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Famous scholars from Kiel:

Friedrich Christoph Dahlmann

A co-author of the constitution drawn up in the Paulskirche in Frankfurt in 1848/49, Dahlmann was associate Professor of History at Kiel University from 1812 to 1829.

For Professor Thomas Riis from the History Department Friedrich Christoph Dahlmann's outstanding contribution was in his political activity, for which he sought inspiration in history. "Dahlmann was an early nationalist and fought for the existence of Schleswig-Holstein as a separate state within Germany. That is probably one of his most important legacies today", comments Riis. His scholarly legacy is "Quellenkunde der deutschen Geschichte". The first edition of his bibliography of sources and literature on German history was published in Göttingen in 1830. Revised many times, it became a standard historical reference work and exists in twelve volumes today. Georg Waitz (1813-1886), also a Professor of History in Kiel, completed the work, which is now known as Dahlmann-Waitz.

Friedrich Christoph Dahlmann was born in what was then Swedish-controlled Wismar on 13th May 1785. He studied classical philology in Copenhagen, Halle and Wittenberg, taking his doctorate in Wittenberg in 1810. He qualified as a lecturer in Copenhagen a year later with a thesis on ancient drama. Dahlmann was appointed to lecture in history at Kiel University in 1812 and was appointed Associate Professor of History in 1813, even though he was a classical philologist. He applied his philological method to publishing an edition of Neocorus' chronicle of the region of Dithmarschen (I-II, 1827). Dahlmann was secretary of the Schleswig-Holstein knights from 1815 onwards and vigorously defended their rights. He was still an associate professor in Kiel when he took up an appointment as Professor of Governance, Public Policy and German History in Göttingen in 1829.

Dahlmann achieved academic renown there with his "Quellenkunde der deutschen Geschichte". He also continued to be politically active. He was involved in preparing the Hanoverian draft constitution and was elected to the assembly of the kingdom of Hanover for the university.

He became more widely known as a result of his protest against the Hanoverian king. When Ernest Augustus I of Hanover ascended the throne in 1837 and suspended the constitution, Dahlmann protested at the head of six other Göttingen professors, including the brothers Grimm. They went down in history as the Göttingen Seven. Expelled from Hanover, Dahlmann went to Jena, where he wrote his "Geschichte von Dänemark" (History of Denmark) (up to 1523).

Dahlmann was appointed Professor of German History and Politics at the University of Bonn in 1842. He continued to be regarded as a political authority and the government sought his advice on important university matters. Of his lectures in Bonn particularly those on the English and French revolutions stood out because of their political significance; they were first printed in 1844 and 1845, sold in huge numbers and shaped the political views of the educated citizenry in Germany.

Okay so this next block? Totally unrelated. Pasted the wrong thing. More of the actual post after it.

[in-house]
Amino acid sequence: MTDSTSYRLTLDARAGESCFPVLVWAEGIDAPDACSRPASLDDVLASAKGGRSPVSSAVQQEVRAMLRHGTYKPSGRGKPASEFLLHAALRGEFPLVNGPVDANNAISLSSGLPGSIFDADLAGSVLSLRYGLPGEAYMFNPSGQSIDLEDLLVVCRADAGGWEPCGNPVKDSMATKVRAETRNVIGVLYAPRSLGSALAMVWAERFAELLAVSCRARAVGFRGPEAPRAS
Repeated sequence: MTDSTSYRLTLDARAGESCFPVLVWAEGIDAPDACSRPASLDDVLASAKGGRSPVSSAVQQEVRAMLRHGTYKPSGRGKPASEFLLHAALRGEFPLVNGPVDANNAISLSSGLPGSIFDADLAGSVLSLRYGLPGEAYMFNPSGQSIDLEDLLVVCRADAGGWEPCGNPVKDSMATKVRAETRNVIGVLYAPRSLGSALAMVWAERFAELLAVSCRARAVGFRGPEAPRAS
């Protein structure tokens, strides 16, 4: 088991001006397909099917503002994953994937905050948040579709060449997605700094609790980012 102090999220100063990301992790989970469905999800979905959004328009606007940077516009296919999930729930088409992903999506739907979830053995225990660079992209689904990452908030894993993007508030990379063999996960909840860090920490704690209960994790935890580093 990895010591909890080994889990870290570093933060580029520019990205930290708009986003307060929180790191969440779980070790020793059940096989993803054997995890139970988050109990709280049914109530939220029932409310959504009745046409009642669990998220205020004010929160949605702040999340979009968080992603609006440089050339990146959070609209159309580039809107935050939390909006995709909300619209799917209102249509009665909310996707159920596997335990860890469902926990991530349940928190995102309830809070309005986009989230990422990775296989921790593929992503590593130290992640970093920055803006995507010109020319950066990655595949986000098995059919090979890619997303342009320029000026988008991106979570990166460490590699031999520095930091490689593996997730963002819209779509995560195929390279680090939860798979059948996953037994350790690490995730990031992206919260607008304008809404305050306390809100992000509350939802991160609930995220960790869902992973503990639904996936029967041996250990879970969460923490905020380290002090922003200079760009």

Dahlmann played an important and influential role in the national movement in the year 1848. He took part in the discussions on the German constitution and was sent to the Frankfurt National Assembly as a representative of Prussia. However, the constitution which he had played a major role in drafting did not secure the agreement of the king or the majority in the Frankfurt parliament. After the end of the Frankfurt parliament he at first remained politically engaged, but withdrew from politics in resignation in 1850.

Dahlmann died in Bonn on 5th December 1860.

Kerstin Nees

The Göttingen Seven

In 1837 seven university professors – Wilhelm Eduard Albrecht, Friedrich Christoph Dahlmann, Georg Heinrich August Ewald, Georg Gottfried Gervinus, the brothers Jakob and Wilhelm Grimm and Wilhelm Weber – attacked the Hanoverian king Ernest Augustus I, accusing him of illegitimately suspending the constitution of 1833. The leading figure in the group was Dahlmann. The professors were dismissed from their posts by the king and several were expelled from the kingdom. They were accused of not only having signed the protest (known as the “protestation”), but also of having disseminated it. Thousands of copies of the protestation circulated in Germany. This was the work of Göttingen students, who supplied friends, relatives and newspaper editors with the text of the protestation.

The fate of the Göttingen Seven was followed throughout Germany and was a sign of the revival of the liberal movement in large parts of Germany. The seven professors were superstars of the time and their portraits adorned pipebowls and children's toys. In cities across the German states citizens formed "Göttingen clubs", which aimed to secure the salaries of the seven through donations until their reinstatement. This was unprecedented.

For further reading:

Dahlmann-Waitz: Quellenkunde der deutschen Geschichte. Bibliographie der Quellen und der Literatur zur deutschen Geschichte, 10. Edition 1965 ff.

The 10th edition of the reference work looks at German history from its beginnings until 1945. The edition is based on a systematic new evaluation and critically selective assessment of all the publications on German history until the end of this period, a few years before the relevant volume appeared.

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